Maureen's Blog For Ask Askew

 My blogs aim to provide childcare business owners and managers with relevant business and childcare related information.

I am a Business Consultant specialising in the childcare sector. I am an active member of the Chartered Management Institute, Institute of Consulting, Federation of Small Businesses and the Chamber of Commerce.

I have been a Chartered Manager since 2007 I am also a 4Children Business Champion. I write feature articles for 2 childcare/family magazines, on issues that are of interest to families and childcare providers. I have been involved in childcare for over 35 years.

A life time ago starting with my NNEB training, I then became a registered Childminder, owned and managed pre-schools and full day care, worked as a paid employee and volunteer for the Pre-school Learning Alliance, delivered qualification and short childcare courses in FE colleges across Lancashire and North Yorkshire and worked as part of the early year’s teams at Blackburn with Darwen and Bolton LA for over 15 years. 

I started Ask Askew in 2011, although I mainly work for myself, I do work as an associate for the NDNA, CBIS and EYalliance (previously the Pre-school Learning Alliance). 


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Building or operating a privately owned day care nursery on a school site

Having had some experience of this situation, I would like to offer a word of caution; there are several options available to you 

1. Using unused space within the school building or site - The Schools core purpose is to provide statutory education for children following their 5thbirthday, which usually means the term after they turn 4. The birth rate is predicted to increase over the next 6- 10 years and any currently unused space may be required to meet core purpose, this would most likely result in notice being given. It’s also likely you would be required to return the space to its original condition.

2 If you open a nursery in a building owned by the school on a school site, apart from the above you may have problems when you want to sell the business, the school /governors/ diocese may want to approve potential buyers, which could limit your market

3. If you are planning on building on school land; this is possible if a need for a nursery has been identified and space is available; be prepared for protracted discussions with the governing body, school, planning departments, LA etc.   It is unlikely the land will be sold, you will probably have to lease the land; the owners could be the LA, the school, the diocese or any combination. It’s not uncommon for the LA to own one area of the land and the diocese or school another, so you could have to undertake discussions with all parties.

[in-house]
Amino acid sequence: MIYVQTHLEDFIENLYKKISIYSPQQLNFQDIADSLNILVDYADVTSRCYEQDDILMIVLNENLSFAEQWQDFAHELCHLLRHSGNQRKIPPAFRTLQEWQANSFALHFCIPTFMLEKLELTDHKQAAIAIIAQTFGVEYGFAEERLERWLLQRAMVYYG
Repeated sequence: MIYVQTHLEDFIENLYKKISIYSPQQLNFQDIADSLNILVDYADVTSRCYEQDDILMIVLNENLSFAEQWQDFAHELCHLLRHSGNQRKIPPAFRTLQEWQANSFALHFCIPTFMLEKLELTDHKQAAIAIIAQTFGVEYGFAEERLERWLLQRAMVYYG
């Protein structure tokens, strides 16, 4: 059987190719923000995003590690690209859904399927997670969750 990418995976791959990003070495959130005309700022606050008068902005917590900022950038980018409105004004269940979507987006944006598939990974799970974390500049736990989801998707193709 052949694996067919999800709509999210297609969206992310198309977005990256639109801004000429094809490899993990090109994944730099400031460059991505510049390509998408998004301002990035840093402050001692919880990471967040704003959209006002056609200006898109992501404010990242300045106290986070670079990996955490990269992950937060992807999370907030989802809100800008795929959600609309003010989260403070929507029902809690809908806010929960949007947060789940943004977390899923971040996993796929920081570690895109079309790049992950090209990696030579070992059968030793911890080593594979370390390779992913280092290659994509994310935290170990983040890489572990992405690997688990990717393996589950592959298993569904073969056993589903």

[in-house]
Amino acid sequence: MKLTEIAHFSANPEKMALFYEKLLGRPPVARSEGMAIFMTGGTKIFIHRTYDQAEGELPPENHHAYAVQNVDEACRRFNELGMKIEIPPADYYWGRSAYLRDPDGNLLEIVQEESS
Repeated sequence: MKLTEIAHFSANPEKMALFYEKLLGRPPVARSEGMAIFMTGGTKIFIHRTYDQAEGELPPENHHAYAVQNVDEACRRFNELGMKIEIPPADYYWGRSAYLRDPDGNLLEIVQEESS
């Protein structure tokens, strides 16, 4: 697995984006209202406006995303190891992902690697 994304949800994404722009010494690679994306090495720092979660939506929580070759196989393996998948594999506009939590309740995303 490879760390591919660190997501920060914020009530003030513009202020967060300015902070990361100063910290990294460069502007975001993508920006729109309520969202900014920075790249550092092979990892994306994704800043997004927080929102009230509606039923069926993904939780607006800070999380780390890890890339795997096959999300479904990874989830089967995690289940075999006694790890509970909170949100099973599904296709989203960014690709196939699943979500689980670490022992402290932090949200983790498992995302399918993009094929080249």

4. There are very complex rules about ownership of buildings when a lease expires, you could find you don’t actually own the building even though you actually built it, always seek professional advice before you make any decisions.

Problems can also occur with  the lease  when or if you decide you would like to sell the business ; for example  if the lease is for  50 years  (although you would really want a 99 year lease, this can sometimes to difficult  to get agreement for), and you want to sell after say 25 /30 years the value of the nursery will be diminished as there is no guarantee  the lease would be extended beyond  the original term, which means the new buyer may have difficulty selling the nursery on.  The lease needs to written very carefully and worded to ensure any remaining term can be passed to a new buyer.  Remember Head Teachers, governing bodies and LA representatives change/ move on as do priorities, governments and legislation.  Any agreements / minutes of any meetings before, during and after the set up of the childcare, need to be very very clear and detailed, so that they can not be misinterpreted by  anyone reading them 5, 10 or even 20 years down the line.

5. There are instances where private business operating childcare on/from school premises has found that working with trustees, governing bodies and Head Teachers difficult due to conflicting priorities.

Just to clarify working with schools can be very rewarding but it can be a minefield to the uninitiated, whether that’s nursery owners, Head teachers, trustees or governing bodies.  

6. Opening a nursery near to a school and linking to a school could well be an option to be carefully considered.